Chronic kidney disease (CKD) afflicts more than 30 million Americans. It’s a progressive condition where the kidneys gradually lose their ability to filter water and waste from the blood. Over time, CKD may progress to kidney failure, forcing many patients to undergo transplantation or dialysis.
But according to a fascinating new study, patients with CKD have another, simpler treatment option: Drink a few cups of coffee a day. As it turns out, this simple routine can dramatically improve mortality rates in patients afflicted with CKD.
For this new study, researchers analyzed data for 2,300 patients with CKD who took part in the 1999–2010 National Health and Nutrition Examination Survey (NHANES).
The researchers categorized the patients into four groups, based on their coffee-drinking habits. Those who consumed:
- Less than ½ cup of coffee a day (approximately 4 ounces)
(under 30 mg of caffeine)
- ½ to 1 cup of coffee a day (approximately 4 to 8 ounces)
(31 to 101 mg of caffeine)
- 1 to 2 cups of coffee a day (approximately 8 to 16 ounces)
(102 to 206 mg of caffeine daily)
- 2 to 6 cups of coffee a day (approximately 16 to 48 ounces)
(207 to 1,379 mg of caffeine daily)
Results showed that those who drank the most coffee (about 2 to 6 cups a day) had a 24 percent lower all-cause mortality risk compared to those who drank the least (less than ½ cup).
Plus, those who drank 1 to 2 cups a day had a 22 percent lower all-cause mortality risk compared to those who drank the least. Even those who drank just ½ to 1 cup a day had a 12 percent lower all-cause mortality risk compared to those who drank the least. And those who drank the least amount of coffee saw no reduction in death rates.
The study also clearly demonstrated a protective dose-response effect. In other words, the more coffee the participants drank, the lower their death risk. (Dose-response is always a good indicator that you’ve found the medicine — or poison — responsible for any observations you may experience with your health.)
The researchers controlled for other risk factors, which might alter the results, including age, gender, race, family income, and education. Coffee’s protective effect was also independent of indicators of kidney disease, such as high blood pressure, high cholesterol, body weight, heart disease, diet, and creatinine levels.
The researchers credit the caffeine in coffee as the reason why the coffee drinkers incurred the significant improvements in mortality risk. But I’m not so sure…
Coffee also contains hundreds of other biologically active botanical compounds. And I’m always suspicious of attempts to parse out the one, “magic bullet” compound responsible for a food’s benefits.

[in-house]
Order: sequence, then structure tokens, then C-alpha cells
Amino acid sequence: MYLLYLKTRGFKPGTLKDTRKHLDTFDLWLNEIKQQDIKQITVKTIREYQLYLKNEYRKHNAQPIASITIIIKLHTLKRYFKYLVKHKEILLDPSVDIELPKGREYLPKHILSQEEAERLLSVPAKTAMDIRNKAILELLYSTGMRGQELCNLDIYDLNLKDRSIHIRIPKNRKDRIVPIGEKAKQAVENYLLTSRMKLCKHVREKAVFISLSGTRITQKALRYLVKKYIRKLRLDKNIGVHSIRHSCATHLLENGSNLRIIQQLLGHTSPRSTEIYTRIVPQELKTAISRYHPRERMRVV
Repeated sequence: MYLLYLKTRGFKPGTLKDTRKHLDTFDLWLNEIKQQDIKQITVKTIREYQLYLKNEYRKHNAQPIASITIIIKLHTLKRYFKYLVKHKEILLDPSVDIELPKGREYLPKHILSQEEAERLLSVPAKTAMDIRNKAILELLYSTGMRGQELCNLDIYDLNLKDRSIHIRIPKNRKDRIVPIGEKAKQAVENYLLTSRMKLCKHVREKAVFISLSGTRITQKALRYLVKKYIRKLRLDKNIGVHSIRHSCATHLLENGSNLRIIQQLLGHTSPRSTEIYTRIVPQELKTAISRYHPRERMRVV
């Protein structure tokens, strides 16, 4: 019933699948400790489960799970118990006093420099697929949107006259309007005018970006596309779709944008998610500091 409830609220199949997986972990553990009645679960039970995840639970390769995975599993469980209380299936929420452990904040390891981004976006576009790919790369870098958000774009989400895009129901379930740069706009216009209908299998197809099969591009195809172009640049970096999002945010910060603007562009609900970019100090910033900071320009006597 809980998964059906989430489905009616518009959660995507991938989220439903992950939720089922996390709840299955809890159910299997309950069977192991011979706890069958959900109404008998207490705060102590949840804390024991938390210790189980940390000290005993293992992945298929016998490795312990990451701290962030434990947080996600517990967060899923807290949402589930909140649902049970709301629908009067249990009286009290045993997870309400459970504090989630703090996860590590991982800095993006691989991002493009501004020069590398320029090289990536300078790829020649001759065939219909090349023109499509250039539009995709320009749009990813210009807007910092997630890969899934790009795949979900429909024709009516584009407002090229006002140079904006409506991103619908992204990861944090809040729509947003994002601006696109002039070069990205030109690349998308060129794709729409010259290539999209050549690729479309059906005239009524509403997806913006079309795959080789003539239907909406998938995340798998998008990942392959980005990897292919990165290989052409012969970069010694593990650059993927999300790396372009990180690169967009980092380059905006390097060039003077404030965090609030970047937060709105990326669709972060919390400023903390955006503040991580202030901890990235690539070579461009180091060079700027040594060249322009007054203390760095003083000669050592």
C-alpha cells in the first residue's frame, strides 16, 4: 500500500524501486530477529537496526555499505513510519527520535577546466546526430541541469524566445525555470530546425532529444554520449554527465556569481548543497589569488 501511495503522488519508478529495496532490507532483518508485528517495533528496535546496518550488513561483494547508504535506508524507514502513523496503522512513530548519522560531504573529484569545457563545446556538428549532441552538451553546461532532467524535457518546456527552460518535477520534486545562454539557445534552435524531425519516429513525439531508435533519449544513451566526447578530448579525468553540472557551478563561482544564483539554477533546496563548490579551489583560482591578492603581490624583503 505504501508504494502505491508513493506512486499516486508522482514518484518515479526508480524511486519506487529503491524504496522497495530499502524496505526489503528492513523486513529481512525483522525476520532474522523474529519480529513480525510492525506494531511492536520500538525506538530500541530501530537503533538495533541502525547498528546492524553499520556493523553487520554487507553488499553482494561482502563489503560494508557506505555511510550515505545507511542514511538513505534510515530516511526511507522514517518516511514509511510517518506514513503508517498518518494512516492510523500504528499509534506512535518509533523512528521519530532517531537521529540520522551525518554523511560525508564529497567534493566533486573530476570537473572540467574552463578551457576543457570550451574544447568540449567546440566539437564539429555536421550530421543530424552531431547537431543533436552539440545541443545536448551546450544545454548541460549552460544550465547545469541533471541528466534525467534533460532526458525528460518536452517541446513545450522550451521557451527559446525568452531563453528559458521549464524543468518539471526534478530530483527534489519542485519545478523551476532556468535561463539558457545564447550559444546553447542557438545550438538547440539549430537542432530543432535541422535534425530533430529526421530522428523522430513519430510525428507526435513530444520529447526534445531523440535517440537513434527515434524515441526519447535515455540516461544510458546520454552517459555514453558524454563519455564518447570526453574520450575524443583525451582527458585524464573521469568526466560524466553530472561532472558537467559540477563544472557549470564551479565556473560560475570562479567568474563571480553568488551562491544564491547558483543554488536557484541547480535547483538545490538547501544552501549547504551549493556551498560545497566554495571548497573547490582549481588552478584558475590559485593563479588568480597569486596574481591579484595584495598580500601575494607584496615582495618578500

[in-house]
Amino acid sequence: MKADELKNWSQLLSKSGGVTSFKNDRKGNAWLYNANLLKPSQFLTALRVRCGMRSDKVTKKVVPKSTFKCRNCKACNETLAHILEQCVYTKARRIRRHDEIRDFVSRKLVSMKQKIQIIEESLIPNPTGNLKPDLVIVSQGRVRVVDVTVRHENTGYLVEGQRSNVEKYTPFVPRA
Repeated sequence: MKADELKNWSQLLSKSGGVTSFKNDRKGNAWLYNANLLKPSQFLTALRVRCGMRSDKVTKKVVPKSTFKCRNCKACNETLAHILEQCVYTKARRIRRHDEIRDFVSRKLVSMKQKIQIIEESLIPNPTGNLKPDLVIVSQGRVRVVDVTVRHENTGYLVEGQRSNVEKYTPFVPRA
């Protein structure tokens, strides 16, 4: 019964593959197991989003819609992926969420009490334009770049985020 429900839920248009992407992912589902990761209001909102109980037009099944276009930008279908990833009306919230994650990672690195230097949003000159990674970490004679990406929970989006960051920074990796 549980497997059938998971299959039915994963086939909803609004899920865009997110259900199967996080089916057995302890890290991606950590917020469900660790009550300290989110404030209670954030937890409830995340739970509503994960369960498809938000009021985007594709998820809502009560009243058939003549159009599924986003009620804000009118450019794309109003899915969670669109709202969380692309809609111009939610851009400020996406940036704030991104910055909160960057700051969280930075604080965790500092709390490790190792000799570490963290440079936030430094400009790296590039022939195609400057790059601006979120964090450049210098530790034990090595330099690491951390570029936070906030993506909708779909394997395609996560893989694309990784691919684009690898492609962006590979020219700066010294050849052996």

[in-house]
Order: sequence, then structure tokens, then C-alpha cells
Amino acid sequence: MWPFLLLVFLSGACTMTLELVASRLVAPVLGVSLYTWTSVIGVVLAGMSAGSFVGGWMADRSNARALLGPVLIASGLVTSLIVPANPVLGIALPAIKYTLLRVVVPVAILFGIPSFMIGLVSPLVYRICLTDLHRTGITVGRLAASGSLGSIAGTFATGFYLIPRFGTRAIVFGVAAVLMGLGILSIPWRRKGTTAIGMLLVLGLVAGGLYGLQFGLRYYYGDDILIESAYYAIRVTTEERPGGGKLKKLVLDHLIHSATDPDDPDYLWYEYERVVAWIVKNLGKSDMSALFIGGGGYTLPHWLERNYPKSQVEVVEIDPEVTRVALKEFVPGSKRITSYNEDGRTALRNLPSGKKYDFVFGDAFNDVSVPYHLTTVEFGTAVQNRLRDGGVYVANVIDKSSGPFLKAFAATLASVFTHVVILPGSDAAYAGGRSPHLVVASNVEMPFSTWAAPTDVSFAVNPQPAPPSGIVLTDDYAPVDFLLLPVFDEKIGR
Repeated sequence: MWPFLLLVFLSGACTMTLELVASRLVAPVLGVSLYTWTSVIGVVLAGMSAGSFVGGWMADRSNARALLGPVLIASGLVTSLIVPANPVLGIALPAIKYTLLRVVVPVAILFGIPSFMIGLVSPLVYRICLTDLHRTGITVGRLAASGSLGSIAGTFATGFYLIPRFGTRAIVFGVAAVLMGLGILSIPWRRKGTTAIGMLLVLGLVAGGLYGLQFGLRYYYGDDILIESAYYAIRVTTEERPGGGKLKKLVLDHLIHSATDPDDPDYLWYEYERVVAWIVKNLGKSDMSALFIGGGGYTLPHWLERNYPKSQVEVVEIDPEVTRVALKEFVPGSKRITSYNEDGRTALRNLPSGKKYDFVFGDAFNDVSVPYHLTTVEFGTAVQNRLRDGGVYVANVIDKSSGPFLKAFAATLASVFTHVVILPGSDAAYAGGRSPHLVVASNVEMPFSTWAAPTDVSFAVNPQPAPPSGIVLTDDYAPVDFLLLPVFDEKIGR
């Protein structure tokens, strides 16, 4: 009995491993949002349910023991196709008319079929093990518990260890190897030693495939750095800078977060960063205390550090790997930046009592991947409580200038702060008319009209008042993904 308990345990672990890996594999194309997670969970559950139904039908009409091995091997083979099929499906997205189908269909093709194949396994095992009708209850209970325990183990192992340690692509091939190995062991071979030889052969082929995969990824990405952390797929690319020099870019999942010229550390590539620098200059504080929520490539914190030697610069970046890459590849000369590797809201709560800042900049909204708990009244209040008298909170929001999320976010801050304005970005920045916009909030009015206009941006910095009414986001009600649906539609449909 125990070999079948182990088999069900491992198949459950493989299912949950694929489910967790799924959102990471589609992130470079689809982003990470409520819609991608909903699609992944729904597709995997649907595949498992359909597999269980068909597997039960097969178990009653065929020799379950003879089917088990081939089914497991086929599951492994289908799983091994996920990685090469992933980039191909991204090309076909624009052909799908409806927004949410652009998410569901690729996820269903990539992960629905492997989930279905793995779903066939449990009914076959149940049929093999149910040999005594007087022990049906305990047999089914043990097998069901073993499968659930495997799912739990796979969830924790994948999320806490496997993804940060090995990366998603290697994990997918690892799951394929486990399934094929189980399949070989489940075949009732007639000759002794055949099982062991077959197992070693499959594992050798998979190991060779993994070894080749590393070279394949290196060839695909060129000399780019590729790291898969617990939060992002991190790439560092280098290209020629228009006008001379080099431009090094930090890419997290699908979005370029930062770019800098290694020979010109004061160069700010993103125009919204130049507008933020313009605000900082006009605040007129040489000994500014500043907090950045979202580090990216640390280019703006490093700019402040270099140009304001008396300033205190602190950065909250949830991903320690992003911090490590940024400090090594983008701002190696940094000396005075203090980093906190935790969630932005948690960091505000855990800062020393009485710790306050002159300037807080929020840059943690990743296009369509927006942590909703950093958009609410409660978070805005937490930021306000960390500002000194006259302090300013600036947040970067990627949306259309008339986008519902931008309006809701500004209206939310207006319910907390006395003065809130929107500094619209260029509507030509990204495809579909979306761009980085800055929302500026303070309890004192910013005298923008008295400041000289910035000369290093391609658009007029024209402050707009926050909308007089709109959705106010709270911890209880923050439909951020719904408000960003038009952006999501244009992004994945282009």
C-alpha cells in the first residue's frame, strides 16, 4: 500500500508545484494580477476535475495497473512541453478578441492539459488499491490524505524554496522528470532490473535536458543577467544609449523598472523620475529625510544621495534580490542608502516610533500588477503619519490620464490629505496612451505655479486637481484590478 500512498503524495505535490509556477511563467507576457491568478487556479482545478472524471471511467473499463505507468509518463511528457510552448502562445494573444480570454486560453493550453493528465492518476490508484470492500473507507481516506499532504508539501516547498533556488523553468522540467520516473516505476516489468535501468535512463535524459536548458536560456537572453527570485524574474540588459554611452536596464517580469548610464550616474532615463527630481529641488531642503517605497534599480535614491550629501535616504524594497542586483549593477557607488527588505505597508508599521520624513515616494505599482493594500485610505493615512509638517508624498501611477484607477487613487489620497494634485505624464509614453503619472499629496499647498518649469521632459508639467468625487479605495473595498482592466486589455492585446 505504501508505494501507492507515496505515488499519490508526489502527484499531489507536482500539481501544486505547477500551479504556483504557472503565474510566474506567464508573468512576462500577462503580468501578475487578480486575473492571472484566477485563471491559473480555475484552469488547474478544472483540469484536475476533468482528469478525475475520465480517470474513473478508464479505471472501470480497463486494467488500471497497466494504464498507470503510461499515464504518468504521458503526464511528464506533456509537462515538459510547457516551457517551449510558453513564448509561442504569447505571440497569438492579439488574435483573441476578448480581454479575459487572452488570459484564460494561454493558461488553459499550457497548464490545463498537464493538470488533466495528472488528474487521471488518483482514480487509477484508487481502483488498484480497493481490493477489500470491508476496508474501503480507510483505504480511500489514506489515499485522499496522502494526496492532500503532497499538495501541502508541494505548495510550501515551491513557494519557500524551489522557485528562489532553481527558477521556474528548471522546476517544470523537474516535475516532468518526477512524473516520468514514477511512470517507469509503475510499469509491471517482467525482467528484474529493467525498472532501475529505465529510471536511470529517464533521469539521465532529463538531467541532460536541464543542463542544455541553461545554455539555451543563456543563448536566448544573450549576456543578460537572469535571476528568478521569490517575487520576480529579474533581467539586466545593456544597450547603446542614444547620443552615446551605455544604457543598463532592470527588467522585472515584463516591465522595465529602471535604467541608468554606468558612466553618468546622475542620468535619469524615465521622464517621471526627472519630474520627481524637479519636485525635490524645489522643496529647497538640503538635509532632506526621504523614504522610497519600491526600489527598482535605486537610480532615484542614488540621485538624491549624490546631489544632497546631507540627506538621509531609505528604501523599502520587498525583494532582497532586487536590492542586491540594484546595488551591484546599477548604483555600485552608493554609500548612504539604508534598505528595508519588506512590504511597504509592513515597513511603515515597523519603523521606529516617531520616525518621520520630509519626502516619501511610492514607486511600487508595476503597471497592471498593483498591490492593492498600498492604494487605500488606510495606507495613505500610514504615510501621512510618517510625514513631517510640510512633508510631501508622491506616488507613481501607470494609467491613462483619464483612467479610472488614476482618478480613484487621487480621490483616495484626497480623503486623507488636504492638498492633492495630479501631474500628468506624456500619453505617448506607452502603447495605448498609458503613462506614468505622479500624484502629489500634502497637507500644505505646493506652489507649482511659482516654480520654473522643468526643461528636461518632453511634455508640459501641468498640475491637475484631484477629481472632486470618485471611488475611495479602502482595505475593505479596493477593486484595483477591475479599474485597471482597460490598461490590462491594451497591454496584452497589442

Naysayers still persist
In response to the new study’s findings, Dr. Leslie Spry from Lincoln Nephrology & Hypertension Dialysis Center in Nebraska, stated, “As you know, there are studies of coffee being harmful, beneficial and having no effect on health.”
“As you know,” Dr. Spry?
I don’t — in fact — know of any studies showing the harmful effects of coffee. Now can you see why these medical myths just won’t die — despite the scientific evidence?
Furthermore, I find it tragic how politically correct, public health “experts” keep trying to label coffee consumption as a “vice.” In fact, I recently heard a few journalists on NPR attempt to get one of my colleagues at Harvard to condemn it.
But, as much as they love political correctness at Harvard, my colleague loves the science even more. He could only cite the evidence for all of coffee’s health benefits.
And scientific evidence on coffee continues to emerge, showing more and more benefits for brain, heart, and longevity. And now — for kidney problems as well.
Nutrition can reverse disease — not just prevent it
Many people think about nutrition only in terms of preventing chronic diseases. This is partially due to the fact that scientific evidence for disease prevention comes from large, long-term studies — which often cost millions of dollars and take many years to conduct properly. So, they are rarely concluded and evidence is rarely presented…
By comparison, we have far more studies that investigate the ability of nutrition and natural approaches to treat and reverse chronic diseases, and of course, to improve survival. This kidney disease and coffee study is a perfect example.
So, as you look ahead to the New Year, remember that natural approaches aren’t just for prevention and wellness anymore. They can help reverse what ails you and work with your body to restore your health.
P.S. People often develop kidney disease as a complication of high blood pressure and Type II diabetes. Of course, as I always advise, you should manage these two conditions under the care of an experienced, trusted physician.
Nevertheless, many effective natural approaches can help prevent — and even reverse — both heart disease and Type II diabetes. You can learn more about these approaches in my new online learning tools: my Heart Attack Prevention & Repair Protocol and my Integrative Protocol for Defeating Diabetes (set for release in early 2018).
“Caffeine Consumption and Mortality in CKD,” American Society of Nephrology (www.asn-online.org) 11/3/2017